New Infeed Correction Methods for Distance Protection in Distribution Systems
Abstract
:1. Introduction
2. Distance Protection
3. Infeed Effect
3.1. Configuration 1
3.2. Configuration 2
3.3. Infeed Effect on Ground Distance Relay
4. Proposed Methodology
4.1. Method 1
 Step 1
 Calculation of the Thevenin impedance at the fault location. For the given system:$${Z}_{TH}^{+}=\frac{({Z}_{S}^{+}+{Z}_{12}^{+}){Z}_{D{G}_{1}}^{+}}{{Z}_{S}^{+}+{Z}_{12}^{+}+{Z}_{D{G}_{1}}^{+}}+{Z}_{23}^{+}\phantom{\rule{0.166667em}{0ex}}\xb7\phantom{\rule{0.166667em}{0ex}}h$$
 Step 2
 Calculation of the fault current$${I}_{3LG}=\frac{{V}_{f}}{{Z}_{TH}^{+}}$$
 Step 3
 The fault current contributions from each source can be calculated using the current divider formula:$$\begin{array}{cc}\hfill {I}_{S}& ={I}_{3LG}\phantom{\rule{0.166667em}{0ex}}\xb7\phantom{\rule{0.166667em}{0ex}}\frac{{Z}_{D{G}_{1}}^{+}}{{Z}_{S}^{+}+{Z}_{12}^{+}+{Z}_{D{G}_{1}}^{+}}\hfill \end{array}$$$$\begin{array}{cc}\hfill {I}_{1}& ={I}_{3LG}\phantom{\rule{0.166667em}{0ex}}\xb7\phantom{\rule{0.166667em}{0ex}}\frac{{Z}_{S}^{+}+{Z}_{12}^{+}}{{Z}_{S}^{+}+{Z}_{12}^{+}+{Z}_{D{G}_{1}}^{+}}\hfill \end{array}$$
4.2. Method 2
 Step 1
 Calculation of the Thevenin impedance at the fault location. For the given system,$${Z}_{TH}^{+}=\frac{({Z}_{S}^{+}+{Z}_{A}^{+}){Z}_{DG}^{+}}{{Z}_{S}^{+}+{Z}_{A}^{+}+{Z}_{DG}^{+}}+{Z}_{B}^{+}\phantom{\rule{0.166667em}{0ex}}\xb7\phantom{\rule{0.166667em}{0ex}}d$$
 Step 2
 Calculation of the fault current as$${I}_{3LG}=\frac{{V}_{f}}{{Z}_{TH}^{+}}$$
 Step 3
 The fault current contributions from each power source can be calculated using the current divider formula as follows$$\begin{array}{cc}\hfill {I}_{S}& ={I}_{3LG}\phantom{\rule{0.166667em}{0ex}}\xb7\phantom{\rule{0.166667em}{0ex}}\frac{{Z}_{DG}^{+}}{{Z}_{S}^{+}+{Z}_{A}^{+}+{Z}_{DG}^{+}}\hfill \end{array}$$$$\begin{array}{cc}\hfill {I}_{1}& ={I}_{3LG}\phantom{\rule{0.166667em}{0ex}}\xb7\phantom{\rule{0.166667em}{0ex}}\frac{{Z}_{S}^{+}+{Z}_{A}^{+}}{{Z}_{S}^{+}+{Z}_{A}^{+}+{Z}_{DG}^{+}}\hfill \end{array}$$
 Step 4
 Calculation of the infeed constant, $K=\frac{{I}_{1}}{{I}_{S}}$.
 Step 5
 Calculation of the impedance value corresponding to the value of d using the following equation$$\begin{array}{cc}\hfill {Z}_{DR}& ={Z}_{A}^{+}+(1+K){Z}_{B}^{+}\phantom{\rule{0.166667em}{0ex}}\xb7\phantom{\rule{0.166667em}{0ex}}d\hfill \end{array}$$
 Step 6
 Changing the value of d in descending order (in small steps) from 1 to 0 and repeating Steps 1–5 for each d value.
 Step 7
 Plotting the impedance vs. distance curve.
4.3. Method 3
4.3.1. 3LG Fault
4.3.2. SLG Fault
5. Simulation Results
5.1. Test System Description
5.2. Distance Relay Settings
5.3. Study Cases
5.3.1. Case I: Fault at a Distance of 40% of the Feeder’s Length
5.3.2. Case II: Fault at a Distance of 70% of the Feeder’s Length
5.3.3. Case III: Fault at a Distance of 100% of the Feeder’s Length
5.3.4. Case IV: Fault at a Distance of 140% of the Feeder’s Length
5.4. Comparison of Methods
 Required data and calculations: All three methods require local measurements and the system’s data in order to determine the fault location in the presence of an infeed current. In addition to the system data and local measurements, the first and second methods require the results of offline calculations in order to determine the fault location. The first method requires calculating the offline fault current values as part of the data to be stored in the DR. Similarly, the second method requires calculating offline fault currents to create ID curves. The third method has an advantage over the first two methods in that it does not require any offline calculations, and its functionality entirely depends on local measurements.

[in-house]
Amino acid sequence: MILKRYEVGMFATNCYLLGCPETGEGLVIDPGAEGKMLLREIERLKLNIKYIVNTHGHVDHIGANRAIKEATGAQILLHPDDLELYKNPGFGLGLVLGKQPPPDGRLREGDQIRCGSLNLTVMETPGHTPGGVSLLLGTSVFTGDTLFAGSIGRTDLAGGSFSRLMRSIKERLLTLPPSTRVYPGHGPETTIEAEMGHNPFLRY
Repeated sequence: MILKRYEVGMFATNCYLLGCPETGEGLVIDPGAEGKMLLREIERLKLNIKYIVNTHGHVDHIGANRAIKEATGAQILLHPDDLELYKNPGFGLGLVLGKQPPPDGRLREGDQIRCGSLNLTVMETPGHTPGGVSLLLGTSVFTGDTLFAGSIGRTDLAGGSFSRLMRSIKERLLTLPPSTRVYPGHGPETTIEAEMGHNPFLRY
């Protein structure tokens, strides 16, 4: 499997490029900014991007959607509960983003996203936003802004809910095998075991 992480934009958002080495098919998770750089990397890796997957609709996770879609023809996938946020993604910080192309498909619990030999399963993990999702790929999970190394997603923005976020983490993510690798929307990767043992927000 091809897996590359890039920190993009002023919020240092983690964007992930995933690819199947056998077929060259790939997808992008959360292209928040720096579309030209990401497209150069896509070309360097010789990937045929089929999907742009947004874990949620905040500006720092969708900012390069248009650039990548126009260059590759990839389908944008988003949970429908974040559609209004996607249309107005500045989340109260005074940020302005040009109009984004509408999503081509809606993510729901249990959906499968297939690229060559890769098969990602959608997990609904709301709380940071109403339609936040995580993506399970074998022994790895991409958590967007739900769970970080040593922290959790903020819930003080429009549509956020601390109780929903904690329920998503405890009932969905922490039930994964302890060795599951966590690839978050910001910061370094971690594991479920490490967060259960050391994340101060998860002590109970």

Cost: The functionality of three methods proposed in this paper do not require the addition of any measuring or communication devices. In other words, the proposed methods do not incur any additional hardware cost to the current system.
 Accuracy of the results: One of the most important indicators of the success for any method is its accuracy. To this end, all of the proposed methods were tested using PSCAD™/EMTDC™ software. The results prove the capability of the proposed methods in locating the faults with high accuracy in the presence of an infeed effect. Method 3 is the least accurate due to its dependence purely on online measurements with no offline calculations, but the drop in accuracy may be counterbalanced by its other advantages.
6. Conclusions
Author Contributions
Funding
Conflicts of Interest
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Fault  Fault  Zone  ${\mathit{Z}}_{\mathbf{act}}$  Measured Impedance, pu  

Type  Location  Protection  (pu)  ${\mathit{Z}}_{\mathit{c}}$  ${\mathit{Z}}_{\mathit{m}1}$  ${\mathit{Z}}_{\mathit{m}2}$  ${\mathit{Z}}_{\mathit{m}3}$ 
3LG  F1  1  0.4  0.4  0.4  0.4  0.4 
F2  1  0.7  2.39  0.7  0.7  0.7  
F3  2  1.0  5.26  1.0  1.0  1.0  
F4  Out of zones  1.4  9.09  1.4  1.4  1.4  
SLG  F1  1  0.4  0.4  0.4  0.4  0.4 
F2  1  0.7  3.69  0.7  0.7  0.68  
F3  2  1.0  8.49  1.0  1.0  1.01  
F4  Out of zones  1.4  14.84  1.4  1.4  1.48 
Proposed  Required Data  Cost  Accuracy of 

Methods  and Calculations  the Results  
Method 1 
 Very low  Very high 
 
 
Method 2 
 Very low  Very high 
 
 
Method 3 
 Very low  High 

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Hariri, F.; Crow, M. New Infeed Correction Methods for Distance Protection in Distribution Systems. Energies 2021, 14, 4652. https://doi.org/10.3390/en14154652
Hariri F, Crow M. New Infeed Correction Methods for Distance Protection in Distribution Systems. Energies. 2021; 14(15):4652. https://doi.org/10.3390/en14154652
Chicago/Turabian StyleHariri, Fahd, and Mariesa Crow. 2021. "New Infeed Correction Methods for Distance Protection in Distribution Systems" Energies 14, no. 15: 4652. https://doi.org/10.3390/en14154652